Document Freedom is based on Open Formats, such as ODF or Open Document Format, the ISO standard native file format of LibreOffice and other FOSS office suites.
What is an Open Format?
When you save a document on your computer, it is stored in a computer file. Whether it is a text file, a picture, a video or any other kind of work, it is saved with a specific coded structure, known as the file format.
To be able to share data, software programs must be able to communicate with each other. It implies that no barrier whatsoever may hinder the exchange of data and the related write or read operations. For such a seamless exchange to be possible, software programs are required to be “interoperable”.
Interoperability is guaranteed when it relies on open standards, i.e. public technical specifications, freely usable by everyone, without restriction nor compensation, and maintained by an open decision-making process. File formats based on these open standards are “Open Formats”.
Where software interoperability is set aside, or if a program editor does not give access to the key information for interoperability or if the file design recipe is kept undisclosed, or if the file design recipe is available but is not followed by the program, file formats are considered to be “closed” and do not allow interoperability. For a software user, choosing between an Open File Format or a closed one has a deep impact on the ownership of and the access to his/her own data and their availability over time.
What are the benefits of Open Formats?
- Open Format documents are readable and writable, by oneself or by third parties.
- Open Format document readability is guaranteed over time as the format evolves without disruptions.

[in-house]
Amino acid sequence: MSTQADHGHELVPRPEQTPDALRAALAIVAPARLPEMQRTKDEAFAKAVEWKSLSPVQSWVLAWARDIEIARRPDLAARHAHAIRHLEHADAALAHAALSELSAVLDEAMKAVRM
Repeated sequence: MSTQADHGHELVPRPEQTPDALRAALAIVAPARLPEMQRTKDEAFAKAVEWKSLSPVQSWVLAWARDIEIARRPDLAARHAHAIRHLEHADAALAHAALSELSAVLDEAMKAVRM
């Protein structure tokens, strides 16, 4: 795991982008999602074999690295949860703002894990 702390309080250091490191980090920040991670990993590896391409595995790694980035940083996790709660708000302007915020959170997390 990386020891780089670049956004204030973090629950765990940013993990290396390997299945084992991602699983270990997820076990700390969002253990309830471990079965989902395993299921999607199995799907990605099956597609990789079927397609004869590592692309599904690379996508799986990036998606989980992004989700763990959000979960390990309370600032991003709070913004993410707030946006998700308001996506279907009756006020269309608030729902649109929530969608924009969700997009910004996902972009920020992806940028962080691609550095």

- Open Formats have the advantage of being freely usable by many software programs, enabling interoperability.
- Open Formats support freedom of choice as they do not promote any company’s specific format. They help avoid the monopolistic position of software editors who aim at locking users through their own proprietary formats.
Free Software and open formats, the perfect duo!
Free Software are programs that offer four freedoms to users: the liberty to copy and to distribute the software to others, the right to use it for every kind of use, the right to study it in order to know its functioning, and the right to modify in order to improve it. Free Software designers usually favour existing Open Formats, and contribute to their evolution.
Furthemore, as Free Software developers publish their source code (the software design recipe), recording methods and format descriptions used are de facto distributed with the software.
Open Formats and Free Software share the same goals: to be at the service of eveyone and to ensure users the full ownership and control over their data as well as perennial availability of those data.
Let’s celebrate Document Freedom Day 2020 by sharing with other people the information about the importance of Open Formats. Create your own DFD Dove.
[This text is almost entirely based on a document developed by April (https://www.april.org/en) for a previous Document Freedom Day, and released under Creative Commons Attribution Share Alike 2.0 License]